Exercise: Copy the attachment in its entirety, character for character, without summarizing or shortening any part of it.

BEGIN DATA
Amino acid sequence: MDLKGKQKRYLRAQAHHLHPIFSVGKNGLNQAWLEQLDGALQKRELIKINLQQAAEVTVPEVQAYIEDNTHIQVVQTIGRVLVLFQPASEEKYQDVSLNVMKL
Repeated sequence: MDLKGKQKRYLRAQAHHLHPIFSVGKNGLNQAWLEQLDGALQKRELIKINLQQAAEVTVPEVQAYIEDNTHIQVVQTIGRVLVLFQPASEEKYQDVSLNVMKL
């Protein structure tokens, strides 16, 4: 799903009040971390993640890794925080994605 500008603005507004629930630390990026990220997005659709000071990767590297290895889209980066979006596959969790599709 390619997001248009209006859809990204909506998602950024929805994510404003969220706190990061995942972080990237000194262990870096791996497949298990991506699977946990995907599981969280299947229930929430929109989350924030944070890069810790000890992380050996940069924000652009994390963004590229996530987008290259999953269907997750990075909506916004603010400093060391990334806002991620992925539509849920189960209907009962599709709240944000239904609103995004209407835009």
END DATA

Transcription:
Amino acid sequence: MDLKGKQKRYLRAQAHHLHPIFSVGKNGLNQAWLEQLDGALQKRELIKINLQQAAEVTVPEVQAYIEDNTHIQVVQTIGRVLVLFQPASEEKYQDVSLNVMKL
Repeated sequence: MDLKGKQKRYLRAQAHHLHPIFSVGKNGLNQAWLEQLDGALQKRELIKINLQQAAEVTVPEVQAYIEDNTHIQVVQTIGRVLVLFQPASEEKYQDVSLNVMKL
């Protein structure tokens, strides 16, 4: 799903009040971390993640890794925080994605 500008603005507004629930630390990026990220997005659709000071990767590297290895889209980066979006596959969790599709 390619997001248009209006859809990204909506998602950024929805994510404003969220706190990061995942972080990237000194262990870096791996497949298990991506699977946990995907599981969280299947229930929430929109989350924030944070890069810790000890992380050996940069924000652009994390963004590229996530987008290259999953269907997750990075909506916004603010400093060391990334806002991620992925539509849920189960209907009962599709709240944000239904609103995004209407835009």